would provide grants to States in 1997 for training and other 
assistance to sponsoring organizations and homes in 
implementing the new provisions.
    Section 708 would also limit to three the number of meals 
that can be reimbursed in a given day in eligible child care 
centers. CBO estimates savings of $10 million in 1997 and $20 
million in 2002 from this change.
    In total, CBO estimates savings of $90 million in 1997 and 
$585 million in 2002 from changes in the child and adult care 
food program.
    School breakfast program authorization.--Section 723 of the 
bill would eliminate funding for school breakfast startup 
grants under the Child Nutrition Act starting in fiscal year 
1997. Startup grants are currently funded at $5 million a year 
through fiscal year 1997, $6 million in fiscal year 1998, and 
$7 million in fiscal year 1999. Funds are to be used for 
assisting schools and other institutions in initiating and 
expanding school breakfast programs and summer food service 
programs. In addition, CBO estimates that repealing the money 
for startup grants would result in fewer meals served over the 
period. The savings from fewer meals would be $3 million in 
1997 and $22 million in 2002.
    Nutrition education and training.--Section 731 would shift 
funding for nutrition education and training to be a 
discretionary appropriation rather than mandatory spending. CBO 
estimates $10 million each year in direct spending savings 
starting in fiscal year 1997.
    Noncitizens served in child nutrition programs.--Section 
742 provides that if an individual is eligible to receive 
public education in a State, assistance under the National 
School Lunch Act and the Child Nutrition Act shall not be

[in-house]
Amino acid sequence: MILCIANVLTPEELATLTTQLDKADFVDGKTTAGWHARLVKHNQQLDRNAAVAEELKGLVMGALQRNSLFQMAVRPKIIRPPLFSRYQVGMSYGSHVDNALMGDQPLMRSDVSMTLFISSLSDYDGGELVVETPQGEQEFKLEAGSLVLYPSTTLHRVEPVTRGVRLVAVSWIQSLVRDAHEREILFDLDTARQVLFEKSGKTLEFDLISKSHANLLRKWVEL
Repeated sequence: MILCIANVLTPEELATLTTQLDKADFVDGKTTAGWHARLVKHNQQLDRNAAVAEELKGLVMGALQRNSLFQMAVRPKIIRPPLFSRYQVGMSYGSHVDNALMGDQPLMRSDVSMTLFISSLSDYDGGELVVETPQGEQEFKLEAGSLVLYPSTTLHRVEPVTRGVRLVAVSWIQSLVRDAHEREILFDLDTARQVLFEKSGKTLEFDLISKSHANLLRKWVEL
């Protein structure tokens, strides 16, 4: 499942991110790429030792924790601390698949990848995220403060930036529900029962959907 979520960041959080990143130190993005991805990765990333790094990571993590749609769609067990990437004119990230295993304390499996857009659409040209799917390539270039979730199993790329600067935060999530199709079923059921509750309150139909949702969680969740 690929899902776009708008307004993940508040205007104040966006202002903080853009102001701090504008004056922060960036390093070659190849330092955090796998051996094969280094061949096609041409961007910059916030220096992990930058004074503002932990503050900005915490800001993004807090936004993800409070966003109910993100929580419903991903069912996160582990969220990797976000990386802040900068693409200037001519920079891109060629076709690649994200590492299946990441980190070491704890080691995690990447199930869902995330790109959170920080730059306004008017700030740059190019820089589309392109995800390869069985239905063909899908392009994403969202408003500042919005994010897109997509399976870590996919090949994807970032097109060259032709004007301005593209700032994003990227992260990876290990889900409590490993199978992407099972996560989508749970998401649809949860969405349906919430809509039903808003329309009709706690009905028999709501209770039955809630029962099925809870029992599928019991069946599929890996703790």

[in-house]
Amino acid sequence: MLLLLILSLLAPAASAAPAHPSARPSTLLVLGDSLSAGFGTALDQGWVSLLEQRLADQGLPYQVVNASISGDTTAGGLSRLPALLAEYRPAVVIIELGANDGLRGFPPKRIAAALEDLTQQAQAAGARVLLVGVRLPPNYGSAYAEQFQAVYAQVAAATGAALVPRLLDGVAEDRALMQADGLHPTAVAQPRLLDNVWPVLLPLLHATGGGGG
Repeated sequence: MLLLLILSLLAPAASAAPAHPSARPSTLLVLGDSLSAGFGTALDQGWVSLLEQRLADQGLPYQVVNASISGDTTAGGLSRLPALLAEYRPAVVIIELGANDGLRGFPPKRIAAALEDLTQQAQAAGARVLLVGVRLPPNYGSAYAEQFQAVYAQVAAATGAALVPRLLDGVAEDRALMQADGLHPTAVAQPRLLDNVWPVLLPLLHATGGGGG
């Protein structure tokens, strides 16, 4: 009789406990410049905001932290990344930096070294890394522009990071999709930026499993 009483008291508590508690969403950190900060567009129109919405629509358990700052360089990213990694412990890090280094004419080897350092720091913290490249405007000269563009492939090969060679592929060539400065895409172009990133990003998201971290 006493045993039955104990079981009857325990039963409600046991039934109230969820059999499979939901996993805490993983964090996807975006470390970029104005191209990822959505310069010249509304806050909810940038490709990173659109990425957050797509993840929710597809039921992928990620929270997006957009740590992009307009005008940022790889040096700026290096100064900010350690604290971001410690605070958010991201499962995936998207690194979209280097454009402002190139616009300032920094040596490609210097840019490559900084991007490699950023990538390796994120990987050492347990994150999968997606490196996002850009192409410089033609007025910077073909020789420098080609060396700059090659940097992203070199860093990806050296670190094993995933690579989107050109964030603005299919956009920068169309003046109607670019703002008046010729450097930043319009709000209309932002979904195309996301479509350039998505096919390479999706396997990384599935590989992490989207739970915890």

contingent on citizenship or immigration status. This section 
conflicts with a general provision in title IV of the bill 
which could eliminate eligibility for means-tested child 
nutrition programs for undocumented noncitizens. CBO estimates 
that there would be no savings from the provision of title IV 
because this provision would supersede it.

           Title VIII: Food Stamps and Commodity Distribution

    CBO estimates that changes to food stamps in title VIII of 
the bill would reduce Federal outlays by $1.8 billion in 1997, 
$5.0 billion in 2002, and $23.1 billion over the 1997-2002 
period relative to current law (see table 8). The following 
paragraphs describe the savings attributable to specific 
provisions.
    Treatment of children living at home.--Under current law, 
members of households who purchase food and prepare meals 
together must generally participate in the program as part of 
the same food stamp unit. In addition, certain people, such as 
spouses who live together, are required to participate in the 
same unit. The bill would change the definition of household by 
removing the exception in current law that allows persons age 
21 and under who are themselves parents or married, and who